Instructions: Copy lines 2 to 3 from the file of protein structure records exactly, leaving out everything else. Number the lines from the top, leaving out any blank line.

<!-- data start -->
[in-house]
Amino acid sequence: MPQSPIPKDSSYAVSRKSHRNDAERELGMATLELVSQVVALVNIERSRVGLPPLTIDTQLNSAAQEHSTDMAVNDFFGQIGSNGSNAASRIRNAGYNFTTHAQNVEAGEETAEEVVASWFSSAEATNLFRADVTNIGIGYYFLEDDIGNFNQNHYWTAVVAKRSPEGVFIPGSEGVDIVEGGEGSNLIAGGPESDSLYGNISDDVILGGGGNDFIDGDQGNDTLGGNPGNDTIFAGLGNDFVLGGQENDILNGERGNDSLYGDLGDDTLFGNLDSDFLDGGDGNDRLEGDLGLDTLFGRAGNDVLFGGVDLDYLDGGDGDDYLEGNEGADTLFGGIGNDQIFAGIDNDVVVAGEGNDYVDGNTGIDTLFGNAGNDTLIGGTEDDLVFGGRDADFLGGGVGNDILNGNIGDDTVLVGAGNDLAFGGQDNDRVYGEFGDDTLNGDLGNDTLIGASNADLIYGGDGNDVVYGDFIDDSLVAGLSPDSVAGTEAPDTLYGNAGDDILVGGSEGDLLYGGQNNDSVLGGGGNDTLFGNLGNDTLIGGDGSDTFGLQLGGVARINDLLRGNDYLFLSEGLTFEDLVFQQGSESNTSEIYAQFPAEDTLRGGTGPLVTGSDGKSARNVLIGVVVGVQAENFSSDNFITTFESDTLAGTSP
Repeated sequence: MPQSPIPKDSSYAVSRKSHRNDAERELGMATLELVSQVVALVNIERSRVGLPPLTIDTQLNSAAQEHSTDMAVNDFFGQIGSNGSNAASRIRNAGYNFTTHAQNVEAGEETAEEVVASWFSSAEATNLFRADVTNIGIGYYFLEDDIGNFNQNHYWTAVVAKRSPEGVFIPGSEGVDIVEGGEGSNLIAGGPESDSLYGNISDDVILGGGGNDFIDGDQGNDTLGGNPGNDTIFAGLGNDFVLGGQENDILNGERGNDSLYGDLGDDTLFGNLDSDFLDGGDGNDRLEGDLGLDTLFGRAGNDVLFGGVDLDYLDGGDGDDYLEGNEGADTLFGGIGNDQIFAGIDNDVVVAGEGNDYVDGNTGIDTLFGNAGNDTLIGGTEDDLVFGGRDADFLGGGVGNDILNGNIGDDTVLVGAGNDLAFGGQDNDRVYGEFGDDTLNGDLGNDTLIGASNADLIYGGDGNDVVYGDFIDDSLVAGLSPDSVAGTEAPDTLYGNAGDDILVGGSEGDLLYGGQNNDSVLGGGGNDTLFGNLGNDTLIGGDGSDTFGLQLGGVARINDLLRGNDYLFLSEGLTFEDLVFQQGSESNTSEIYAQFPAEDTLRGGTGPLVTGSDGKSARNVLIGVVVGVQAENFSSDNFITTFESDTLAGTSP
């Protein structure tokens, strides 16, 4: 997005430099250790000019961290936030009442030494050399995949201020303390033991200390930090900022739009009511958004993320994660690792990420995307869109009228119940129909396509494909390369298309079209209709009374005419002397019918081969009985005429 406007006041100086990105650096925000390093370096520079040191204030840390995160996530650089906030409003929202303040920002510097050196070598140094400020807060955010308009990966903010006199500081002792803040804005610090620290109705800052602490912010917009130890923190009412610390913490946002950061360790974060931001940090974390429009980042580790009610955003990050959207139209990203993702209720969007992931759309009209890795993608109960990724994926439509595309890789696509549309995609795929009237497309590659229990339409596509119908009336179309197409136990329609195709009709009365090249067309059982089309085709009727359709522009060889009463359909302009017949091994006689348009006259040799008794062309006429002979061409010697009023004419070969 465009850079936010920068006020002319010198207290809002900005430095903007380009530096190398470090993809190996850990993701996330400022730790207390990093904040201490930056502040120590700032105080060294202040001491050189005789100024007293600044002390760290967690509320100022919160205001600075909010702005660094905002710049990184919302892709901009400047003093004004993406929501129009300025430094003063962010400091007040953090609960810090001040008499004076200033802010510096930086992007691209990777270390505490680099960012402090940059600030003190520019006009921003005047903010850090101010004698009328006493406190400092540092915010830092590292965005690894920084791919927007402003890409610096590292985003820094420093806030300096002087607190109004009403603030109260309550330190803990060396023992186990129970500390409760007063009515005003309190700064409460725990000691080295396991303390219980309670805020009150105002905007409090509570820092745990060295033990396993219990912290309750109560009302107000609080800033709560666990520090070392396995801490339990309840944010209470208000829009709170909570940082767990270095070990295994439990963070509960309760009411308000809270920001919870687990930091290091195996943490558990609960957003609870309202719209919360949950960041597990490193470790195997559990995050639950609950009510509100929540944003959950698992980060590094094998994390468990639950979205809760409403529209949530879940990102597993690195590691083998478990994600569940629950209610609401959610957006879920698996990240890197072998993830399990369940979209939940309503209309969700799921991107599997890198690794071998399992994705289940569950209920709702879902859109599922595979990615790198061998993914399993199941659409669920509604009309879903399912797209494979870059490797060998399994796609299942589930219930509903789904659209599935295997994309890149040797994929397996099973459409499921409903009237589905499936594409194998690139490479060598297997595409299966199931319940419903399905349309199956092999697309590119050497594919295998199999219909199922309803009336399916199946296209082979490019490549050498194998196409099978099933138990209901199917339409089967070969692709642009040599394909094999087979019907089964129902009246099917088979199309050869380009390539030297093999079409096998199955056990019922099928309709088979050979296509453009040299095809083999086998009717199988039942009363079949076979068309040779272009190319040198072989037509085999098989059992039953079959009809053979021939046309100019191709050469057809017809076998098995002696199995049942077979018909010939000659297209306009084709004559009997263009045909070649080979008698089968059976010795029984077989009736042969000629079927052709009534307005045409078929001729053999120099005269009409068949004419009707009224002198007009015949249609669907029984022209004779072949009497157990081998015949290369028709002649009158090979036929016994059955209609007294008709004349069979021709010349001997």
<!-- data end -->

Amino acid sequence: MPQSPIPKDSSYAVSRKSHRNDAERELGMATLELVSQVVALVNIERSRVGLPPLTIDTQLNSAAQEHSTDMAVNDFFGQIGSNGSNAASRIRNAGYNFTTHAQNVEAGEETAEEVVASWFSSAEATNLFRADVTNIGIGYYFLEDDIGNFNQNHYWTAVVAKRSPEGVFIPGSEGVDIVEGGEGSNLIAGGPESDSLYGNISDDVILGGGGNDFIDGDQGNDTLGGNPGNDTIFAGLGNDFVLGGQENDILNGERGNDSLYGDLGDDTLFGNLDSDFLDGGDGNDRLEGDLGLDTLFGRAGNDVLFGGVDLDYLDGGDGDDYLEGNEGADTLFGGIGNDQIFAGIDNDVVVAGEGNDYVDGNTGIDTLFGNAGNDTLIGGTEDDLVFGGRDADFLGGGVGNDILNGNIGDDTVLVGAGNDLAFGGQDNDRVYGEFGDDTLNGDLGNDTLIGASNADLIYGGDGNDVVYGDFIDDSLVAGLSPDSVAGTEAPDTLYGNAGDDILVGGSEGDLLYGGQNNDSVLGGGGNDTLFGNLGNDTLIGGDGSDTFGLQLGGVARINDLLRGNDYLFLSEGLTFEDLVFQQGSESNTSEIYAQFPAEDTLRGGTGPLVTGSDGKSARNVLIGVVVGVQAENFSSDNFITTFESDTLAGTSP
Repeated sequence: MPQSPIPKDSSYAVSRKSHRNDAERELGMATLELVSQVVALVNIERSRVGLPPLTIDTQLNSAAQEHSTDMAVNDFFGQIGSNGSNAASRIRNAGYNFTTHAQNVEAGEETAEEVVASWFSSAEATNLFRADVTNIGIGYYFLEDDIGNFNQNHYWTAVVAKRSPEGVFIPGSEGVDIVEGGEGSNLIAGGPESDSLYGNISDDVILGGGGNDFIDGDQGNDTLGGNPGNDTIFAGLGNDFVLGGQENDILNGERGNDSLYGDLGDDTLFGNLDSDFLDGGDGNDRLEGDLGLDTLFGRAGNDVLFGGVDLDYLDGGDGDDYLEGNEGADTLFGGIGNDQIFAGIDNDVVVAGEGNDYVDGNTGIDTLFGNAGNDTLIGGTEDDLVFGGRDADFLGGGVGNDILNGNIGDDTVLVGAGNDLAFGGQDNDRVYGEFGDDTLNGDLGNDTLIGASNADLIYGGDGNDVVYGDFIDDSLVAGLSPDSVAGTEAPDTLYGNAGDDILVGGSEGDLLYGGQNNDSVLGGGGNDTLFGNLGNDTLIGGDGSDTFGLQLGGVARINDLLRGNDYLFLSEGLTFEDLVFQQGSESNTSEIYAQFPAEDTLRGGTGPLVTGSDGKSARNVLIGVVVGVQAENFSSDNFITTFESDTLAGTSP